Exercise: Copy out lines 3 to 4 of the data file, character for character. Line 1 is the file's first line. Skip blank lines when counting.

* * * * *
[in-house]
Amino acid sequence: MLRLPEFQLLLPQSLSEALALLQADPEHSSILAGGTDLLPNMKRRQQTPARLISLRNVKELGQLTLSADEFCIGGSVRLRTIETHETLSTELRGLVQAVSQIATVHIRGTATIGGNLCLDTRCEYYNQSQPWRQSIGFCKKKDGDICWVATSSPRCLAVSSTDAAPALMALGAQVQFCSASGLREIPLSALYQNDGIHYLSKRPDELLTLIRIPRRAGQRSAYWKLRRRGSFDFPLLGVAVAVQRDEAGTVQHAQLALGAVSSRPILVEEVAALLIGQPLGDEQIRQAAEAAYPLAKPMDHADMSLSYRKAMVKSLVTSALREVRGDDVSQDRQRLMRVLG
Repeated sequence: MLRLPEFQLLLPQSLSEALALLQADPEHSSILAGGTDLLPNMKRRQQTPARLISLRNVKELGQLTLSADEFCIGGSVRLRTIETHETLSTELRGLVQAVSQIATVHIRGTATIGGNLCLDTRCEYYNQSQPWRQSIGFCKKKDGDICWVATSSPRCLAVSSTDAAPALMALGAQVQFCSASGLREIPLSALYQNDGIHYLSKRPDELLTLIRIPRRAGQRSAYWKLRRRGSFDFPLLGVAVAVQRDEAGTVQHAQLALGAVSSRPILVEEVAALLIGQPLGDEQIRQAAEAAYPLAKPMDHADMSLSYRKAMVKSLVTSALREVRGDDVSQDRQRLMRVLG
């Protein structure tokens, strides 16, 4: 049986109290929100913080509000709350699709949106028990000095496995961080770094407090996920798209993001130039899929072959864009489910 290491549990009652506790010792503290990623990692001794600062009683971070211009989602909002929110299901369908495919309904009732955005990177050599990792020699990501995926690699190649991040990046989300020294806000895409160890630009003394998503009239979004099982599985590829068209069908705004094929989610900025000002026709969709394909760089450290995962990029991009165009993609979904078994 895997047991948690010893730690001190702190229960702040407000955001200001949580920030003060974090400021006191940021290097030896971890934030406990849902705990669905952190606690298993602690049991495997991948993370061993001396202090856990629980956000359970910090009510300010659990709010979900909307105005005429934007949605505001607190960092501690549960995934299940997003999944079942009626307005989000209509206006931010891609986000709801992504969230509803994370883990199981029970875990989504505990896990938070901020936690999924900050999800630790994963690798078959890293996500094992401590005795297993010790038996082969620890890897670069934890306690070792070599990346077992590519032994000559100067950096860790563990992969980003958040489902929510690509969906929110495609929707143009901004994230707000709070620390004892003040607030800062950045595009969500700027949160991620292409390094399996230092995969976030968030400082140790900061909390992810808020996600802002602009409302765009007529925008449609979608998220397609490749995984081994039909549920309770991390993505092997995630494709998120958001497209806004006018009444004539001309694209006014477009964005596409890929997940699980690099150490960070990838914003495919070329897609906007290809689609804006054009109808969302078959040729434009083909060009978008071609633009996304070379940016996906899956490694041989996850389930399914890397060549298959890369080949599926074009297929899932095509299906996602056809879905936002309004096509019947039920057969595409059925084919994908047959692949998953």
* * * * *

Repeated sequence: MLRLPEFQLLLPQSLSEALALLQADPEHSSILAGGTDLLPNMKRRQQTPARLISLRNVKELGQLTLSADEFCIGGSVRLRTIETHETLSTELRGLVQAVSQIATVHIRGTATIGGNLCLDTRCEYYNQSQPWRQSIGFCKKKDGDICWVATSSPRCLAVSSTDAAPALMALGAQVQFCSASGLREIPLSALYQNDGIHYLSKRPDELLTLIRIPRRAGQRSAYWKLRRRGSFDFPLLGVAVAVQRDEAGTVQHAQLALGAVSSRPILVEEVAALLIGQPLGDEQIRQAAEAAYPLAKPMDHADMSLSYRKAMVKSLVTSALREVRGDDVSQDRQRLMRVLG
């Protein structure tokens, strides 16, 4: 049986109290929100913080509000709350699709949106028990000095496995961080770094407090996920798209993001130039899929072959864009489910 290491549990009652506790010792503290990623990692001794600062009683971070211009989602909002929110299901369908495919309904009732955005990177050599990792020699990501995926690699190649991040990046989300020294806000895409160890630009003394998503009239979004099982599985590829068209069908705004094929989610900025000002026709969709394909760089450290995962990029991009165009993609979904078994 895997047991948690010893730690001190702190229960702040407000955001200001949580920030003060974090400021006191940021290097030896971890934030406990849902705990669905952190606690298993602690049991495997991948993370061993001396202090856990629980956000359970910090009510300010659990709010979900909307105005005429934007949605505001607190960092501690549960995934299940997003999944079942009626307005989000209509206006931010891609986000709801992504969230509803994370883990199981029970875990989504505990896990938070901020936690999924900050999800630790994963690798078959890293996500094992401590005795297993010790038996082969620890890897670069934890306690070792070599990346077992590519032994000559100067950096860790563990992969980003958040489902929510690509969906929110495609929707143009901004994230707000709070620390004892003040607030800062950045595009969500700027949160991620292409390094399996230092995969976030968030400082140790900061909390992810808020996600802002602009409302765009007529925008449609979608998220397609490749995984081994039909549920309770991390993505092997995630494709998120958001497209806004006018009444004539001309694209006014477009964005596409890929997940699980690099150490960070990838914003495919070329897609906007290809689609804006054009109808969302078959040729434009083909060009978008071609633009996304070379940016996906899956490694041989996850389930399914890397060549298959890369080949599926074009297929899932095509299906996602056809879905936002309004096509019947039920057969595409059925084919994908047959692949998953």